A stunning, emotional and moving lyrical memoir that touches you to the very core. A whooping 4.5 stars read that will remain with you for a longtime. The writing was raw,immersing and engaging with a sharply written story that teaches us how art can heal life and make it beautiful. 

4. The Confusion of Languages by Siobhan Fallon
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Both Cassie Hugo and Margaret Brickshaw dutifully followed their soldier husbands to the U.S. embassy in Jordan, but that's about all the women have in common. After two years, Cassie's become an expert on the rules, but newly arrived Margaret sees only her chance to explore. So when a fender-bender sends Margaret to the local police station, Cassie reluctantly agrees to watch Margaret's toddler son. But as the hours pass, Cassie's boredom and frustration turn to fear: Why isn't Margaret answering her phone, and why is it taking so long to sort out a routine accident? Snooping around Margaret's apartment, Cassie begins to question not only her friend's whereabouts but also her own role in Margaret's disappearance.
Written with emotional insight and stunning prose, The Confusion of Languages is a shattering portrait of a collision between two women and two worlds, as well as a poignant glimpse into the private lives of American military families living overseas.

Beautiful, fascinating and gripping.  The book is written from the dual narrative of two army wives and is a roller-coaster ride of mystery, intrigue and insight. A definite 4 stars read that was a one sit read for me.I loved it and would recommend it to everyone. The book was a great read.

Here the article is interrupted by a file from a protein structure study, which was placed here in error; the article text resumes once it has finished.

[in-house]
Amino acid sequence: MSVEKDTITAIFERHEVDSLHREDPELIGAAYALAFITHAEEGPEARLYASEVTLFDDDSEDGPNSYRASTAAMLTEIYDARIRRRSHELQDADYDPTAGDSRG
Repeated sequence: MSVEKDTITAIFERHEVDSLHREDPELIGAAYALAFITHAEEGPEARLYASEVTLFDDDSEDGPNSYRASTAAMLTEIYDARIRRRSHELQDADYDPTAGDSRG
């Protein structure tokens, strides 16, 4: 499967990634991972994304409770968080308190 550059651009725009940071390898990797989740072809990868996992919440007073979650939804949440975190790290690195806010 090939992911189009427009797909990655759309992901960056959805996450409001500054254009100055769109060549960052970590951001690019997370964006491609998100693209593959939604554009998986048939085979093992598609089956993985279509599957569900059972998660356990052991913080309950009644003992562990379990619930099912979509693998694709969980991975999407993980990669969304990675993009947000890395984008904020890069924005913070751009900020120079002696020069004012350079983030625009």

5. The Impossible Fortress by Jason Rekulak
A dazzling debut novel—at once a charming romance and a moving coming-of-age story—about what happens when a fourteen-year old boy pretends to seduce a girl to steal a copy ofPlayboy but then discovers she is his computer-loving soulmate.

Billy Marvin’s first love was a computer. Then he met Mary Zelinsky.

Do you remember your first love?

The Impossible Fortress begins with a magazine…The year is 1987 and Playboy has just published scandalous photographs of Vanna White, from the popular TV game show Wheel of Fortune. For three teenage boys—Billy, Alf, and Clark—who are desperately uneducated in the ways of women, the magazine is somewhat of a Holy Grail: priceless beyond measure and impossible to attain. So, they hatch a plan to steal it.

The heist will be fraught with peril: a locked building, intrepid police officers, rusty fire escapes, leaps across rooftops, electronic alarm systems, and a hyperactive Shih Tzu named Arnold Schwarzenegger. Failed attempt after failed attempt leads them to a genius master plan—they’ll swipe the security code to Zelinsky’s convenience store by seducing the owner’s daughter, Mary Zelinsky. It becomes Billy’s mission to befriend her and get the information by any means necessary. But Mary isn’t your average teenage girl. She’s a computer loving, expert coder, already strides ahead of Billy in ability, with a wry sense of humor and a hidden, big heart. But what starts as a game to win Mary’s affection leaves Billy with a gut-wrenching choice: deceive the girl who may well be his first love or break a promise to his best friends

A fantastic coming of age story that calls to your inner Nerd.  This is basically a YA but set in the 80's. The book was addictive and gripping with real and deep characters and a thrilling and vivid description with a detailed plot. A solid 4.3 stars book .And you know what you can even play the game at the author's website. 

6. Every Other Wednesday by Susan Kietzman
31415698.jpg (267×400) Three women, each facing an empty nest, come together to cheer and challenge one another in this insightful, poignant new novel from acclaimed author Susan Kietzman.